“Paddywhackery” is defined as fake or staged Irishness. It is the depiction of a people as overly fond of alcohol, as given to singing dirge-like songs in public houses, as given to a rebellious spirit and fighting. It is the stuff of the writing of lazy journalists and television producers.
The episode of Who do you think you are? featuring Boy George might have been a serious examination of his family roots in Dublin, instead stereotypes and an avoidance of serious questions were preferred.
At the age of six, Boy George’s grandmother was taken from the street outside her home in Dublin’s north inner city and was taken to the industrial school at Goldenbridge, an institution run by the Roman Catholic religious order, the Sisters of Mercy. The person responsible for taking her was one of the “cruelty men,” an NSPCC inspector accountable to no-one except a local committee. The industrial school at Goldenbridge was a a cruel and abusive institution made so by the religious sisters in charge. The 2009 Ryan Commission Report stated
The Sisters in charge during the relevant period were harsh and unfeeling towards the children. Humiliation and degradation were constant occurrences, both from the Sisters and from the lay staff. The children felt that no one cared for them and that they did not matter. Even the members of the Congregation who spoke to the Committee failed to appreciate that Goldenbridge was abusive because of the attitude of the Sisters who ran it. Hard work and dedication were no excuses for a regime that made children feel despised and worthless.
Despite repeated objections by Boy George, who had obviously read the report for himself, the BBC allowed a speaker to present a picture of the school as a benign institution which prepared girls for life outside. The speaker suggested that Boy George’s grandmother did not need to marry because she left with a job earning £15 a year. Only one line from the Ryan Report was read, a single sentence printed on a blank page. Goldenbridge continued until modern times, many of those who suffered within its walls, and who testified to the Ryan Commission, would have been pained by a programme that allowed an ambivalent attitude towards abuse. Presumably the BBC did not want to detract from the entertainment value of the programme by fully detailing the realities endured by the girls.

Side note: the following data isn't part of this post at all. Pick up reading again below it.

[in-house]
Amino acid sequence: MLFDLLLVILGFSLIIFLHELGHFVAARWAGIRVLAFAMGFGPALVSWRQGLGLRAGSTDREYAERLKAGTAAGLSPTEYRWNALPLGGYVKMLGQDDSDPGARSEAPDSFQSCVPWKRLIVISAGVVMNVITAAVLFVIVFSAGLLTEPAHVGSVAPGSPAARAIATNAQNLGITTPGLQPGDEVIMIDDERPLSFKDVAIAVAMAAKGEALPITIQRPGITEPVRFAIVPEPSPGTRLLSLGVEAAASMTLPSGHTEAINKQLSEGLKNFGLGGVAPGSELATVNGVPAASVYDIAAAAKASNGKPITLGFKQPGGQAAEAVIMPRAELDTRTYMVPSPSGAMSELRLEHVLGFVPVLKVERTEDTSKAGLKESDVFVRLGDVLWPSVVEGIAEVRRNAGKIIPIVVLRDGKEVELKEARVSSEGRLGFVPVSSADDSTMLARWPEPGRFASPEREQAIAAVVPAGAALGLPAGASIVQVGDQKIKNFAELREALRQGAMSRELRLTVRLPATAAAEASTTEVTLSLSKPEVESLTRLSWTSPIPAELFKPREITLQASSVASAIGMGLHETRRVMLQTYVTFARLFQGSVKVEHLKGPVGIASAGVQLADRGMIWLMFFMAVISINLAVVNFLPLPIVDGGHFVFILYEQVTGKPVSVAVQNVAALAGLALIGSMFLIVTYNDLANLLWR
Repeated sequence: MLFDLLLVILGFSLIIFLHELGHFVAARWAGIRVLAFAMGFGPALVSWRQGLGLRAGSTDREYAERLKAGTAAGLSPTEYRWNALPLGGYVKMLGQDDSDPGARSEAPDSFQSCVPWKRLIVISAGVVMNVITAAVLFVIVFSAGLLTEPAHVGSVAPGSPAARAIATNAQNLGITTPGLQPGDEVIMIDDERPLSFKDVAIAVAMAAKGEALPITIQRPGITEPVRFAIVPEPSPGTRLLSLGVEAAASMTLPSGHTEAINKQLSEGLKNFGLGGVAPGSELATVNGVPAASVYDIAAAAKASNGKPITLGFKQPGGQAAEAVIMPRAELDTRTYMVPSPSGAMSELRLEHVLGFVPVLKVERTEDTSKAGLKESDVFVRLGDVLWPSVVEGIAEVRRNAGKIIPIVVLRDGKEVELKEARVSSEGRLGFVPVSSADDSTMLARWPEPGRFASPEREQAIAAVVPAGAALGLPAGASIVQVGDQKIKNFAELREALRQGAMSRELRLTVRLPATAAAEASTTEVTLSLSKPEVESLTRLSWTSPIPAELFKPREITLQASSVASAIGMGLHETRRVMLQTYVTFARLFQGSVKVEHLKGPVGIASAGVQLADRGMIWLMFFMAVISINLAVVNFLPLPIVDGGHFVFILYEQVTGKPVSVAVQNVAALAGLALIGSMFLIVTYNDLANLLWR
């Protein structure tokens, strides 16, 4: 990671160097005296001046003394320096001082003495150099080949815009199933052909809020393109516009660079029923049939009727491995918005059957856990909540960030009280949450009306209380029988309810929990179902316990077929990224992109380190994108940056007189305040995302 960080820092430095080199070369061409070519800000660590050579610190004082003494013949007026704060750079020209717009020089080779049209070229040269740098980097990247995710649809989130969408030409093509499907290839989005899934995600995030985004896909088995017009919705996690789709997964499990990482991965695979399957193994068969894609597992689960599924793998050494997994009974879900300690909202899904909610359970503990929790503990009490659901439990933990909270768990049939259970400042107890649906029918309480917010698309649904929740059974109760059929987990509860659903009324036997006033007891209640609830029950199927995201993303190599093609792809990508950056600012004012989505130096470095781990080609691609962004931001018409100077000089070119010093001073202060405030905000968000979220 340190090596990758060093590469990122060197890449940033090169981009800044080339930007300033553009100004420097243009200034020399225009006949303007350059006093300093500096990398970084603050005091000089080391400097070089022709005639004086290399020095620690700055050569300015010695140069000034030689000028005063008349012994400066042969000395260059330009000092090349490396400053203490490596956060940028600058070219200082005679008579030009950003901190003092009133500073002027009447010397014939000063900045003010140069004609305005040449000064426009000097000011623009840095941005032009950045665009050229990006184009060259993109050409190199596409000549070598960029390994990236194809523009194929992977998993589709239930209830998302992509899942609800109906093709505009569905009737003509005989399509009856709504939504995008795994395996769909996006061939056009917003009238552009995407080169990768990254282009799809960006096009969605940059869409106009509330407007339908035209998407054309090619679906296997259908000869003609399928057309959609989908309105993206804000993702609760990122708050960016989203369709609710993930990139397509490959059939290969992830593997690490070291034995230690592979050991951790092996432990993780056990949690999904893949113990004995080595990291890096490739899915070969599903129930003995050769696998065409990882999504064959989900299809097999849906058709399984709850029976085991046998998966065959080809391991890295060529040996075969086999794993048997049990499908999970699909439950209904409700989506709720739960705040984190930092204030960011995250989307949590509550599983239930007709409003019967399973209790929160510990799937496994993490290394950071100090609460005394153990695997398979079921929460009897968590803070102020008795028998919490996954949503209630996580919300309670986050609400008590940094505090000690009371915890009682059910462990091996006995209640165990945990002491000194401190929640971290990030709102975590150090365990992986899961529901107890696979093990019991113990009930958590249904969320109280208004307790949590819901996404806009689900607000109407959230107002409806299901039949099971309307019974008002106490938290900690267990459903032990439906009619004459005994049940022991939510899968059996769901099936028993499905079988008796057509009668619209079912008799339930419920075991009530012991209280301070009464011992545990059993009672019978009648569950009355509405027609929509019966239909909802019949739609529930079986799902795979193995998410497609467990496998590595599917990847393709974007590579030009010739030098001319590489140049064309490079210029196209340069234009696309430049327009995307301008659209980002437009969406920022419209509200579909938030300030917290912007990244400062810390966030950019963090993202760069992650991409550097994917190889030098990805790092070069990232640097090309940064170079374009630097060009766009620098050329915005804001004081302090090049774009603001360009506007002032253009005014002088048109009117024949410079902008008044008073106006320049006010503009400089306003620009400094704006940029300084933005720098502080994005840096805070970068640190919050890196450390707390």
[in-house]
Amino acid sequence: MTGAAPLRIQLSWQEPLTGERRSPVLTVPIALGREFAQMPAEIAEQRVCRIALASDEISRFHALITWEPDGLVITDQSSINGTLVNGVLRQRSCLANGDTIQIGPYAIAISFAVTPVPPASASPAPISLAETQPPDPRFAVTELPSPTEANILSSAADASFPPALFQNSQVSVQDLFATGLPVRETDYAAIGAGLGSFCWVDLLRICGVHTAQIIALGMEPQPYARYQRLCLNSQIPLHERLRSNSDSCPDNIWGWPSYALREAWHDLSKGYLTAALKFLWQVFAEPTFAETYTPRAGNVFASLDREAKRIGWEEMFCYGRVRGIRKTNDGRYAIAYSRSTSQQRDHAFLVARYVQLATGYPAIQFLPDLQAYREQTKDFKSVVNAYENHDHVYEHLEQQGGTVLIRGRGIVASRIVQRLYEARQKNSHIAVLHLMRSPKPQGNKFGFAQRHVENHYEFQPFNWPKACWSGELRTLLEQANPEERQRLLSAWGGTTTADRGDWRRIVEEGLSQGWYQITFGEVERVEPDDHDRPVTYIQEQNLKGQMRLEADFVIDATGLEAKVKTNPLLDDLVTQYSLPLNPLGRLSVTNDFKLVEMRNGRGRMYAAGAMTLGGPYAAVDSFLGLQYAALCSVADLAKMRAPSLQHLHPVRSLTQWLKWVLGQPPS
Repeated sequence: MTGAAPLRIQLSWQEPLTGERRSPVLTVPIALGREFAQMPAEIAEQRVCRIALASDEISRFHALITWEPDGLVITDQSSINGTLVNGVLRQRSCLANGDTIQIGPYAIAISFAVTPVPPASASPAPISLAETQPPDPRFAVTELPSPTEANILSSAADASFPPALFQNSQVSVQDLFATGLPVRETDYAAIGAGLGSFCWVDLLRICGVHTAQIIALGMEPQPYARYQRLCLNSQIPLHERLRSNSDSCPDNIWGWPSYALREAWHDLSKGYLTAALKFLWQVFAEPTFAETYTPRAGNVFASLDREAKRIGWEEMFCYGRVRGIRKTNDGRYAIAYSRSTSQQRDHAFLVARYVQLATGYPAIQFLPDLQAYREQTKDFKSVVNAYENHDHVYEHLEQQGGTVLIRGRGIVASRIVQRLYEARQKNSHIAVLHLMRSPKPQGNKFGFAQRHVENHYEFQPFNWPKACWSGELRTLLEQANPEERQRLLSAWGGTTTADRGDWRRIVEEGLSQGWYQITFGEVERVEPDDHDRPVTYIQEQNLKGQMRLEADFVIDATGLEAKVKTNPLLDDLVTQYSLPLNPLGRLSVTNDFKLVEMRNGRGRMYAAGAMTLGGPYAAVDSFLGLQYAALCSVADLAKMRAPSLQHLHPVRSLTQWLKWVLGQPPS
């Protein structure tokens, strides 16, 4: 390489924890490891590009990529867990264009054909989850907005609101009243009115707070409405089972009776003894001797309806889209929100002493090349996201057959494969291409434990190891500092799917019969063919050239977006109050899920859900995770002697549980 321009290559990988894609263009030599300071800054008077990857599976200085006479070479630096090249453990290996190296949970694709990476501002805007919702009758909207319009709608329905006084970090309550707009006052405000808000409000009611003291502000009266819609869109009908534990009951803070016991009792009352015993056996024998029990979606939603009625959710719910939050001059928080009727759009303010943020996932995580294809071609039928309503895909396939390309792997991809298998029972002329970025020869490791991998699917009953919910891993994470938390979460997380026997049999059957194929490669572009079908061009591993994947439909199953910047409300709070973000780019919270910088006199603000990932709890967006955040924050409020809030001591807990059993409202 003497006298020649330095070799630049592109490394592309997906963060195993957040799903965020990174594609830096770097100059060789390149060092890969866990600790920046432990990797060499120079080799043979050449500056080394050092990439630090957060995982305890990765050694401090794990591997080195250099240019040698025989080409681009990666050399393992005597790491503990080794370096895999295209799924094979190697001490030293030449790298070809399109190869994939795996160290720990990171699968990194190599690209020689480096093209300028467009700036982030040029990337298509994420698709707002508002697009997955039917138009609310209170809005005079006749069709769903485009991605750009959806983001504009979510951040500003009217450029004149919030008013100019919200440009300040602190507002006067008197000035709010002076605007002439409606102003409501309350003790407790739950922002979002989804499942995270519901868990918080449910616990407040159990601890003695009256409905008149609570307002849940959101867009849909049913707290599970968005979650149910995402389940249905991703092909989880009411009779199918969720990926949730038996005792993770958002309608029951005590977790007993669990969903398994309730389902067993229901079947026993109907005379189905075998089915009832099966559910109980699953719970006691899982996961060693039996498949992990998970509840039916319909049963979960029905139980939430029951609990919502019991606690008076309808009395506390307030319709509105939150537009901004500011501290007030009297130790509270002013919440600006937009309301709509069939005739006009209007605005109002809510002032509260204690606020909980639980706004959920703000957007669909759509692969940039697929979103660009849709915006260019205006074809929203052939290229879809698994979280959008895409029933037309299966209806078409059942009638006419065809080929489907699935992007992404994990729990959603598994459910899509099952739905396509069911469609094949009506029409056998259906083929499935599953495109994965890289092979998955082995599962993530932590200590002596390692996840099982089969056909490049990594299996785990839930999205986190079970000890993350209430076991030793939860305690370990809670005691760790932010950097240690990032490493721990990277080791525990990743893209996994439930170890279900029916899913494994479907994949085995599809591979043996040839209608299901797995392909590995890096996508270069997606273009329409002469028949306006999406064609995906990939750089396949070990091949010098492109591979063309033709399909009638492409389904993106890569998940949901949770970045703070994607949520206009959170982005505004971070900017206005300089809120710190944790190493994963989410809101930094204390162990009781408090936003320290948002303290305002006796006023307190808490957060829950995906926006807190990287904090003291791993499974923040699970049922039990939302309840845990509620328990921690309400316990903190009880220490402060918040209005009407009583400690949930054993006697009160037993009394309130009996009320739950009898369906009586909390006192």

Stage Irishness includes tragedy and rebellion in its repertoire – and so there was extensive treatment of the story of Thomas Bryan, Boy George’s great uncle by marriage who was executed in March 1921 for his participation in an IRA attack on a British patrol in Dublin. Papers from the court martial were shown and then Boy George was taken to the hanghouse at Mountjoy where the execution chamber is still preserved. The mechanism was explained and then Boy George was asked if he might like to pull the lever for himself – he appeared to physically recoil at the suggestion.
A touch of humanity was allowed when he visited the grave of his great aunt, the family grave being marked by a small flat stone with the names stencilled on it. But, it being the BBC in Ireland, the story had to finish in a pub. Boy George was taken to listen to a traditional music group singing Kevin Barry, a lament about one of those executed along with Thomas Bryan. If a lament was necessary, why was it not sung at Bryan’s grave in Glasnevin Cemetery? Would that have not matched the stereotype?
Talking to a Dubliner this morning, he said he had no television so was unaware of the programme, but thought there were probably still people at the BBC who did not understand Ireland as it now is – modern, progressive and European.